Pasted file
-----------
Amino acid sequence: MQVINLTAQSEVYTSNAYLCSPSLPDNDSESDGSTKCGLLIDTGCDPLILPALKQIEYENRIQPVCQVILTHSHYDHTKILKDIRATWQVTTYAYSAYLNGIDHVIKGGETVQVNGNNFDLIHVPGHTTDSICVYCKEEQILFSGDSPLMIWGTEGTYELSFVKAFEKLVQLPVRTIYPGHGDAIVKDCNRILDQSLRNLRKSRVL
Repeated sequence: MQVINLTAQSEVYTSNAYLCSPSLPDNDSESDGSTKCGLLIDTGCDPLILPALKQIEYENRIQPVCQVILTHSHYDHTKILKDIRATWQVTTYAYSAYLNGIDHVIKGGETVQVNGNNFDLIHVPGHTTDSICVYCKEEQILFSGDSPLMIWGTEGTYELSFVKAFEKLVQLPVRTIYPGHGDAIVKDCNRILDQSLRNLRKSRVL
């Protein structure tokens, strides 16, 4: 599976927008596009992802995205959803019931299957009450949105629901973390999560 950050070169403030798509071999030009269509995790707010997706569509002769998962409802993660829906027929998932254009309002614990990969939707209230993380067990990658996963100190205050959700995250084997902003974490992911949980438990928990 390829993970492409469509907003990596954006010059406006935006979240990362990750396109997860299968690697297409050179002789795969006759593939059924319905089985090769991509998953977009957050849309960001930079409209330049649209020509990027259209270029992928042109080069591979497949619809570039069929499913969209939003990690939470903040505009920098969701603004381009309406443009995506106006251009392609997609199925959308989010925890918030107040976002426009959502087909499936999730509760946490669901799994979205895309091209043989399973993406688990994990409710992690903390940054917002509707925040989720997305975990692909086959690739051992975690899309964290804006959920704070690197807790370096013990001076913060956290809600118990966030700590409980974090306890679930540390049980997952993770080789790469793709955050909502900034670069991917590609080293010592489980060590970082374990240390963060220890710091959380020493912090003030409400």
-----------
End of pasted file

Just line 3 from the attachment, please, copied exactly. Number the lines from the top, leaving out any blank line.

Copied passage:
């Protein structure tokens, strides 16, 4: 599976927008596009992802995205959803019931299957009450949105629901973390999560 950050070169403030798509071999030009269509995790707010997706569509002769998962409802993660829906027929998932254009309002614990990969939707209230993380067990990658996963100190205050959700995250084997902003974490992911949980438990928990 390829993970492409469509907003990596954006010059406006935006979240990362990750396109997860299968690697297409050179002789795969006759593939059924319905089985090769991509998953977009957050849309960001930079409209330049649209020509990027259209270029992928042109080069591979497949619809570039069929499913969209939003990690939470903040505009920098969701603004381009309406443009995506106006251009392609997609199925959308989010925890918030107040976002426009959502087909499936999730509760946490669901799994979205895309091209043989399973993406688990994990409710992690903390940054917002509707925040989720997305975990692909086959690739051992975690899309964290804006959920704070690197807790370096013990001076913060956290809600118990966030700590409980974090306890679930540390049980997952993770080789790469793709955050909502900034670069991917590609080293010592489980060590970082374990240390963060220890710091959380020493912090003030409400």